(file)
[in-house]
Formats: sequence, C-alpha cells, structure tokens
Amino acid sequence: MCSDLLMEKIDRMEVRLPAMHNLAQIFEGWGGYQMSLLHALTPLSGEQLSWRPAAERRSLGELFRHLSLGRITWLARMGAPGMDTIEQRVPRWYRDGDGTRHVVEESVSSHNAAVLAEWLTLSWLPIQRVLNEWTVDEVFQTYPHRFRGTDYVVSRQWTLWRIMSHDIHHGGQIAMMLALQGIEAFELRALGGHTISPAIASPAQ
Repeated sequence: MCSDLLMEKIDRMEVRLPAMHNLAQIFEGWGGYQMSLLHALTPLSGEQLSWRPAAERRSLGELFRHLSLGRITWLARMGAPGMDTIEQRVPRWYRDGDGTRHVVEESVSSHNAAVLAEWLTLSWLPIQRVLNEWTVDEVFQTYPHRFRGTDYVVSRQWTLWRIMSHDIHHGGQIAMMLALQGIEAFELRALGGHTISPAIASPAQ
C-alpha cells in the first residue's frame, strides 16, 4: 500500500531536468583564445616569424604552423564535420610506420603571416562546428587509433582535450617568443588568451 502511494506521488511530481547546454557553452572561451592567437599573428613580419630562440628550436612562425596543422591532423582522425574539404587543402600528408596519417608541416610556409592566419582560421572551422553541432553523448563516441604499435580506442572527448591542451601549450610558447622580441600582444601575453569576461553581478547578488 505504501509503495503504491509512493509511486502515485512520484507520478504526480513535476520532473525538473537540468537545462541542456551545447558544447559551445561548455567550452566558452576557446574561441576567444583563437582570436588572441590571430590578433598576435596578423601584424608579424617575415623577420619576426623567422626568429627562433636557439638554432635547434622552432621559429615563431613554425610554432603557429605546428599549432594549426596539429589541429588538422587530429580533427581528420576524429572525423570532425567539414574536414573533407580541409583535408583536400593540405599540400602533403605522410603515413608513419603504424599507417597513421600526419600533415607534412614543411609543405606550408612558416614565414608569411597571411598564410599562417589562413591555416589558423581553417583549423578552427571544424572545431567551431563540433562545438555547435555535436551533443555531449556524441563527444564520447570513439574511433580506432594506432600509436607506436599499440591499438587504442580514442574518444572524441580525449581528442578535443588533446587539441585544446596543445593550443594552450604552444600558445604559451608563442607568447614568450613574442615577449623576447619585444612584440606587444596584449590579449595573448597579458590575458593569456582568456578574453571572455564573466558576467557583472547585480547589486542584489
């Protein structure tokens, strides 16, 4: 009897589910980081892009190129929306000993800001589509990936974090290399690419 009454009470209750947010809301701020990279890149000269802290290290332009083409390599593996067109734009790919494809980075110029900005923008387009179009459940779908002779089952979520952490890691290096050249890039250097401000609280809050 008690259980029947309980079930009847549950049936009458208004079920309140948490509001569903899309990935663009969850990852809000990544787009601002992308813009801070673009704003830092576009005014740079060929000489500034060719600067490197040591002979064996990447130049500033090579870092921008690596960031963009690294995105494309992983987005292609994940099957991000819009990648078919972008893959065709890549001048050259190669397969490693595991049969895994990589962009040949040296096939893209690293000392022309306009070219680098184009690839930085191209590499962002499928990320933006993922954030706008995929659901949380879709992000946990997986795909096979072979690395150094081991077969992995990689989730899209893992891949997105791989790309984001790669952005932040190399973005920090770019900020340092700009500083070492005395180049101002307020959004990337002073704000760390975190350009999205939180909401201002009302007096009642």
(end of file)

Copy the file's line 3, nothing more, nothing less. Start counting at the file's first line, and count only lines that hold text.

Amino acid sequence: MCSDLLMEKIDRMEVRLPAMHNLAQIFEGWGGYQMSLLHALTPLSGEQLSWRPAAERRSLGELFRHLSLGRITWLARMGAPGMDTIEQRVPRWYRDGDGTRHVVEESVSSHNAAVLAEWLTLSWLPIQRVLNEWTVDEVFQTYPHRFRGTDYVVSRQWTLWRIMSHDIHHGGQIAMMLALQGIEAFELRALGGHTISPAIASPAQ